by Adam Juda on Tuesday, May 15, 2018
I recently walked out of a presentation. I tried to be respectful, but the speaker kept using a phrase that just wasn't appropriate for polite conversation.
The offending phrase? It was what the market will bear.
Do yourself a favor and remove this nasty idiom from your lexicon and make certain to excuse yourself from the presence of anyone who thinks it proper to use it.
Let me ask you this:
- Will the market bear a $1,000 price for a single serving of ice cream?
- Will the market bear a price of $8,000,000 for a single pen?
- Will the market bear a $55,000,000 price for a single watch?
You answer to all three would likely be a resounding "no." Most people would never even think of spending such vast sums of money for some ice cream, a pen, or even a watch.
Of course, what most people do is irrelevant. There are many shoppers for whom money is literally no object.
- There have been plenty of buyers of the $1,000 sundae at Serendipity 3 in New York.
- Anyone with an extra $8,000,000 lying around can enjoy the same pleasures as previous buyers of the Fulgor Nocturnus pen.
- Shoppers willing to part with $55,000,000 can become one of the select few to own a Graff Diamonds Hallucination watch.
Asking what the market will bear is for conventional thinkers who fixate on conventional, mass-market pricing strategies.
The market doesn't actually bear anything. In fact, I would argue that the market doesn't exist at all. Like the invisible hand, it's just a convenient shorthand for economists. The hand doesn't exist and neither does the market.
In many cases, when people say that the market will only bear so much, we should ask ourselves why the price cannot be raised higher. While vendors focused on what the market will bear will be stuck selling products at relatively low prices, unconventional thinkers will find themselves in blue oceans where they can charge much higher prices.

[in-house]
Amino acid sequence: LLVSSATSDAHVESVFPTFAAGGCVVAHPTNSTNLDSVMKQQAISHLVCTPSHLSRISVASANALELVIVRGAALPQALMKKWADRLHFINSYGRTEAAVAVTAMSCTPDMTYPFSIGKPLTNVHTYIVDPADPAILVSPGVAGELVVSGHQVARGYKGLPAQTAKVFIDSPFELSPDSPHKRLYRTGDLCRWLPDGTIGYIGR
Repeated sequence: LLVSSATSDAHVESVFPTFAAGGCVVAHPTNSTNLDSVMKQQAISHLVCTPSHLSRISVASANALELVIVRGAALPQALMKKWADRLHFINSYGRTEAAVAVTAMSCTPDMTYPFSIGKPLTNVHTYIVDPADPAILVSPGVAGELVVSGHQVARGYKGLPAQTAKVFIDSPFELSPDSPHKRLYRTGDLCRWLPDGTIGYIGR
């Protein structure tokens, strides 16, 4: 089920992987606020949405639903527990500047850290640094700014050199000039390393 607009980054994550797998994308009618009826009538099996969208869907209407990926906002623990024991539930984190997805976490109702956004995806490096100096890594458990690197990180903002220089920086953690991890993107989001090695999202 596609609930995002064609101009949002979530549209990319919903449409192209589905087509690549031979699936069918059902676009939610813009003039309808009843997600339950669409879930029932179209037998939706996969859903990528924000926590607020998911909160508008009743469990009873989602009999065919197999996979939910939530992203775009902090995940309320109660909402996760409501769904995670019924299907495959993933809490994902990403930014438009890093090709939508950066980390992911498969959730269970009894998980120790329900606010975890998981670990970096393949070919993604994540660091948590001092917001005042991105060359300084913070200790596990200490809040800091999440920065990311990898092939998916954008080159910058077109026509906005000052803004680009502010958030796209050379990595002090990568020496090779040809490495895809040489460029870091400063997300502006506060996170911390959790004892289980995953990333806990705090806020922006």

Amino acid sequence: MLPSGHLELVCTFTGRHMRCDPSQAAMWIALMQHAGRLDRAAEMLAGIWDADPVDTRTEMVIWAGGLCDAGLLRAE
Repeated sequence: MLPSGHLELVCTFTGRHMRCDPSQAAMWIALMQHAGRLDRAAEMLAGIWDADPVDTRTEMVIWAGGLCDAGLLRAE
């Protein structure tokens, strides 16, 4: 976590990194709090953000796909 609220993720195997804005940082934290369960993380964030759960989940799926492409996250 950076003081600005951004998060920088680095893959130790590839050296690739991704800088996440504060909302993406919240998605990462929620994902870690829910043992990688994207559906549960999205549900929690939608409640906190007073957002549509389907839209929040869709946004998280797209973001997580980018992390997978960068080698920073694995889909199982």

What people call the "marketplace" is really just a collection of shoppers. Each potential buyer possesses a different set of desires, spending habits, needs, and resources. A wealthy person dying of thirst might spend a fortune for a single glass of lemonade. A pauper who just finished a Big Gulp from the local 7-Eleven on the other hand? Not so much.
If we were to line up everyone and ask each how much he would pay for an item, we might come up with a chart something like this:
As shown in the chart, some buyers are willing to pay significantly more than others.
Asking what the market will bear is akin to asking what the majority of potential buyers would be willing to spend. But why should a company care about the majority, when it could just target its most profitable buyers?
It might make a whole lot more sense to ask what the most desirable part of the market will bear.
Companies like Apple have long since figured out that addressing the needs of a small segment of the market (the most valuable customers) can prove immensely profitable. Although such vendors may own very small slices of the market, the segments that they service are the most lucrative by far. Sure, cheapskates like me would be unwilling to pay high prices for the vendors' wares, but ideal customers are willing to spend whatever it takes to complete a purchase.
The strategy of focusing on small segments, rather than on entire markets, is one that most businesses would do well to internalize. The old and outdated technique of charging what the market will bear is simply not worth the effort in many cases.
Not only does segmentation allow firms to target their products' specifications directly to the preferences of their ideal buyers, but it allows them to charge a premium for their troubles as well.
So marketers, I implore you: stop asking what the market will bear. Instead, focus on what your ideal customers are willing (and able) to pay. If your goal is to maximize profits, trying to satisfy an entire market will almost always be a losing proposition.